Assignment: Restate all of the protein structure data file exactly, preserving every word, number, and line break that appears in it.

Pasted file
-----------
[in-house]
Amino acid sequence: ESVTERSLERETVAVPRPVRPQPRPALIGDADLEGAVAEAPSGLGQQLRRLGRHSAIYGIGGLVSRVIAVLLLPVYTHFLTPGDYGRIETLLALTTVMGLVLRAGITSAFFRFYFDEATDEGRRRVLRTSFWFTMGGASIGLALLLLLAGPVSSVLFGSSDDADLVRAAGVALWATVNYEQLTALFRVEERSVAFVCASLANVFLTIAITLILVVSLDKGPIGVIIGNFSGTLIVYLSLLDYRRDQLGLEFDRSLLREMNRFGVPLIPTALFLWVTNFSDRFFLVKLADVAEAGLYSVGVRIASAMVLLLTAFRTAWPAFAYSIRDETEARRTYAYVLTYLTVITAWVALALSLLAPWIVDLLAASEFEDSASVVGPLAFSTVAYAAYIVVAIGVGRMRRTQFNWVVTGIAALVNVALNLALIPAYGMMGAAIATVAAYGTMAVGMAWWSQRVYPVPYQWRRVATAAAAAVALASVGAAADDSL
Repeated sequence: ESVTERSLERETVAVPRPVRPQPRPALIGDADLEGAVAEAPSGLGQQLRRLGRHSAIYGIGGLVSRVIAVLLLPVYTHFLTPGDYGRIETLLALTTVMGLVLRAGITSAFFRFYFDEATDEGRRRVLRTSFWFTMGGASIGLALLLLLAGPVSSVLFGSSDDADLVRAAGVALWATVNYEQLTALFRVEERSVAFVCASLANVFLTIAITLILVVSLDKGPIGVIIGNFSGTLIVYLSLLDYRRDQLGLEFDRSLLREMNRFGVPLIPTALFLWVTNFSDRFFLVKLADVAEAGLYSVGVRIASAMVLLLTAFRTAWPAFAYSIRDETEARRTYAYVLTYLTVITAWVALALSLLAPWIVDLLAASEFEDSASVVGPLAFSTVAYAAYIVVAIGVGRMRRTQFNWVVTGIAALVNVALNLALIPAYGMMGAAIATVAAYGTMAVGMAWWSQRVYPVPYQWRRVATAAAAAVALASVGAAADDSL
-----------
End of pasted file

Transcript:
[in-house]
Amino acid sequence: ESVTERSLERETVAVPRPVRPQPRPALIGDADLEGAVAEAPSGLGQQLRRLGRHSAIYGIGGLVSRVIAVLLLPVYTHFLTPGDYGRIETLLALTTVMGLVLRAGITSAFFRFYFDEATDEGRRRVLRTSFWFTMGGASIGLALLLLLAGPVSSVLFGSSDDADLVRAAGVALWATVNYEQLTALFRVEERSVAFVCASLANVFLTIAITLILVVSLDKGPIGVIIGNFSGTLIVYLSLLDYRRDQLGLEFDRSLLREMNRFGVPLIPTALFLWVTNFSDRFFLVKLADVAEAGLYSVGVRIASAMVLLLTAFRTAWPAFAYSIRDETEARRTYAYVLTYLTVITAWVALALSLLAPWIVDLLAASEFEDSASVVGPLAFSTVAYAAYIVVAIGVGRMRRTQFNWVVTGIAALVNVALNLALIPAYGMMGAAIATVAAYGTMAVGMAWWSQRVYPVPYQWRRVATAAAAAVALASVGAAADDSL
Repeated sequence: ESVTERSLERETVAVPRPVRPQPRPALIGDADLEGAVAEAPSGLGQQLRRLGRHSAIYGIGGLVSRVIAVLLLPVYTHFLTPGDYGRIETLLALTTVMGLVLRAGITSAFFRFYFDEATDEGRRRVLRTSFWFTMGGASIGLALLLLLAGPVSSVLFGSSDDADLVRAAGVALWATVNYEQLTALFRVEERSVAFVCASLANVFLTIAITLILVVSLDKGPIGVIIGNFSGTLIVYLSLLDYRRDQLGLEFDRSLLREMNRFGVPLIPTALFLWVTNFSDRFFLVKLADVAEAGLYSVGVRIASAMVLLLTAFRTAWPAFAYSIRDETEARRTYAYVLTYLTVITAWVALALSLLAPWIVDLLAASEFEDSASVVGPLAFSTVAYAAYIVVAIGVGRMRRTQFNWVVTGIAALVNVALNLALIPAYGMMGAAIATVAAYGTMAVGMAWWSQRVYPVPYQWRRVATAAAAAVALASVGAAADDSL